"I think you told me everything already..." Korso growled. But these two were the only people (if one used a very loose definition of 'people') he'd seen all day, and he needed information. "Either of you seen anyone else this morning? Place is a ghost town."

B.E.N. didn't seem to hear, and kept rattling the pots and pans. But the smiling pink goo was attentive, orbiting Korso's head - and changing. Suddenly it was a tiny Sarah, hanging a sign that read "CLOSED" in midair, and walking away. Korso frowned - who had she gone to see? But before he could dwell on that, the thing was changing again. A small Jim trudged up an invisible flight of stairs and became a miniature Silver, adjusting his cyber-biotic leg with a wrench extension of his arm.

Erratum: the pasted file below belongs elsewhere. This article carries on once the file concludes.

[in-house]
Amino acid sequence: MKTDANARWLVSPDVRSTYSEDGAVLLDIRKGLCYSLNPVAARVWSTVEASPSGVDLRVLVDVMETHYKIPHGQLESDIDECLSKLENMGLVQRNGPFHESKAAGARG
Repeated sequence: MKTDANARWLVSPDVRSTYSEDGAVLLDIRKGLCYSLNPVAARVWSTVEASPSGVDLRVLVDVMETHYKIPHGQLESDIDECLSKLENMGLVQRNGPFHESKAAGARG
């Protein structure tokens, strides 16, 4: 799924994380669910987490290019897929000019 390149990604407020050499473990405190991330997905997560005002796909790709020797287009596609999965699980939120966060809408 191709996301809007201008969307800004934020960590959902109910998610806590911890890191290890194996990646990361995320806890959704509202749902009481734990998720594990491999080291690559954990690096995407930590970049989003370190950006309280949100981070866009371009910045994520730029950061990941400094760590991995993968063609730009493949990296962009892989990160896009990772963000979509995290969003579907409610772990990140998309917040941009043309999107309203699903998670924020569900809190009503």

"Heh!" Korso nodded, with a reluctant little scoffing laugh. The thing that couldn't talk was being infinitely more helpful than the thing that could. He liked things that gave him help without a bunch of lip to go along with it. "That's quite the trick you got - hey..."

Speaking of things that gave him lip, a tiny Preed now slunk before his eyes. Korso had to smile - the little morphing gel had gotten his first mate's long-limbed looseness spot-on in perfect miniature, spindly arms flowing in perfect, languid Preedness. He stopped himself from poking the tiny replica, and instead held out one finger like a canary's perch. The grumpy little figure stalked onto it - But the small reproduction hunched, seemed to move with difficulty. Then one long hand went to its metal-plated head, tiny face twisting in pain.